The New Religion & The Righteous Menace
There's a new religion taking hold.
In fact, there are many of them, lurking in the minds of righteous and well-meaning people.
In my country, Ireland, the unobstructed march of the righteous, initially well-meaning in their pursuits, ultimately brought about the exact opposite to that which they preached.
The Catholic church and their unconscious disciples held high the moral benchmark for society.
So high, in fact, none of us could reach it.
The Church ruled the state.
Attention to religious doctrine dictated and drove policy with regard to everything from schooling to healthcare and beyond.
No corner of surface level Irish society could escape their insidious influence.
Things have certainly changed for the better but a hangover remains. Many adults who were on the receiving end of the church's moral guidance still suffer.
These days in the vacuum or their absence it seems there exists a new religion. Or maybe it's the same thing only wearing different clothes.
As Usual, A Story Or Two
It was pancake Tuesday recently. My kids love pancake Tuesday.
The making of the batter the night before, the telling to their friends how many pancakes and what fillings they had.
What kid doesn't love the novelty of it all?
When we were kids there was a significant religious tone to this time of year. The Church calls it Shrove Tuesday – a day of reflection in the religious calendar.
It is common for this day to have been a day of self-castigation for many fundamentalist thinking Christians.
This time of year was filled with church-going and the palpable inner feeling that we kids were guilty of something horrendous.
We had grievously sinned and now we needed to display our unreserved remorse.
Crisps and sweets were off the menu. No more sugar on your porridge or cornflakes for seven weeks then gorge your face off with Easter eggs.
Abstinence and remorse, for what God only knows, what was the order of the day.
The following day, Ash Wednesday we would receive the sign of the cross in ashes on our heads from the priest.
When I think about this practice now, which still goes on today, I wonder have we progressed at all from those extremely naive times.
Reinforced Through Schools
I thought this church influencing state affairs thing was dead or at least dying out.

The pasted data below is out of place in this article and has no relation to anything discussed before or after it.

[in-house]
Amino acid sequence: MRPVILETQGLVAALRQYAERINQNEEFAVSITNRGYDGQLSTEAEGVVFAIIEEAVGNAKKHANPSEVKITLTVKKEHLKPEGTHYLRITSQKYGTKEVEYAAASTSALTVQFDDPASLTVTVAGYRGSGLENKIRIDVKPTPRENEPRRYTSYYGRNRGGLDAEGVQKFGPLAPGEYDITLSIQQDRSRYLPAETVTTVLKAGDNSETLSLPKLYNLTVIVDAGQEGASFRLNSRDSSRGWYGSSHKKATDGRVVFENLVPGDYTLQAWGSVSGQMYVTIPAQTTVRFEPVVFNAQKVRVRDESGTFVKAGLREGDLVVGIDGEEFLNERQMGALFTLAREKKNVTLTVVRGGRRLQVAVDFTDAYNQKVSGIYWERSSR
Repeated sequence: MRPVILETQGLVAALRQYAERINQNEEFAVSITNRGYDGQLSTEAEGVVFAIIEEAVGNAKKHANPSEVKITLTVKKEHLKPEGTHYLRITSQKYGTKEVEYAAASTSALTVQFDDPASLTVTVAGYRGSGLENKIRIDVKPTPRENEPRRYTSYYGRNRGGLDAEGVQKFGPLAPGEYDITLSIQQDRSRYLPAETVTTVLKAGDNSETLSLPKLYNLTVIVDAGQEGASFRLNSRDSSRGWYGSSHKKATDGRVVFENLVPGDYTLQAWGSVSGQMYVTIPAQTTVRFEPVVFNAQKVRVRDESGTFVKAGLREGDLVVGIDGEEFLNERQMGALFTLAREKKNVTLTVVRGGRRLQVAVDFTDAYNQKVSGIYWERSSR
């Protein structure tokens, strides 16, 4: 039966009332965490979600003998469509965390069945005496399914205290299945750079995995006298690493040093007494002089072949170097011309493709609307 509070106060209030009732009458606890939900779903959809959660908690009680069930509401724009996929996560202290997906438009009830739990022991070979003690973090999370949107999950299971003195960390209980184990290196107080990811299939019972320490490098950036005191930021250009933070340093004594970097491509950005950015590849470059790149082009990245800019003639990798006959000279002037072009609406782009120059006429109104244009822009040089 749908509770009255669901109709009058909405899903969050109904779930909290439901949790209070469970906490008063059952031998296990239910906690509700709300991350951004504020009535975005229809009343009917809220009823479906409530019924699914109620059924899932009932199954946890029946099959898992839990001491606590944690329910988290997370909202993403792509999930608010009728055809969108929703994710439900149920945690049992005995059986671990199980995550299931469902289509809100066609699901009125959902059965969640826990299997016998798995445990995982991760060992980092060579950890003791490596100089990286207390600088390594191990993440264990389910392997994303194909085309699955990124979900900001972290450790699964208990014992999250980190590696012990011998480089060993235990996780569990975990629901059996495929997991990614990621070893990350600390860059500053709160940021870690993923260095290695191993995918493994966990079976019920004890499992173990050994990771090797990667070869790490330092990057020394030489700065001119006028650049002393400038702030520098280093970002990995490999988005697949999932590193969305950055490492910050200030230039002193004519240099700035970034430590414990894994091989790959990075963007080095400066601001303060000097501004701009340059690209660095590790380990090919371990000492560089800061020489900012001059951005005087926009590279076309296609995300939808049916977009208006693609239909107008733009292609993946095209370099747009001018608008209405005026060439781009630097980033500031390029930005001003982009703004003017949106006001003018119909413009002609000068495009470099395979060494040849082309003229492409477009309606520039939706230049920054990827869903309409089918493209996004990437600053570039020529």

Apparently, it is not.
On Ash Wednesday, the first day of Lent in the Christian calendar, some dude came unannounced to my son's classroom placing ashes on the foreheads of the children.
“What's that on your head?”, I asked him when he came home from school.
“Ashes”, he said. “A man came into the classroom today and gave them to all the boys”.
“I don't know. It's something to do with lent”, he said.
“So they didn't tell you why they were doing this? Did they introduce the man? Was he a priest?”, I asked.
“No. He just came in and gave all the boys ashes”
Ashes placed on the forehead of children in their classroom by a bloke from outside the education system? Did I give my consent to this?
This is about as improper as it gets for me.
The New Religion
Let me set the scene for you here…
My wife, like me, was brought up a Catholic.
Her parents would have been the post-war, free-state new generation. Her Father a civil servant, her Mother a dedicated housewife.
As adults, we both left the religion of our birth behind to a large extent only visiting the church for funerals or friends' weddings.
She is a practical woman, very strong in her convictions and dedication to her work, children and home.
She can't load a dishwasher but I'll live with that.
About 20 years ago she left a dead end job in retail to pursue and career as a nurse. The job suits her because she's very much a people person.
She cares very much about people and nursing helps her fulfil that need. She's very chatty and approachable too.
I'm the opposite.
In her job with the local hospice, she cares for people who are leaving this place. A job that requires compassion and a true acceptance of what life and death are all about.
To do this job she left ICU where the modus operandi was to make sure people survived regardless of their condition.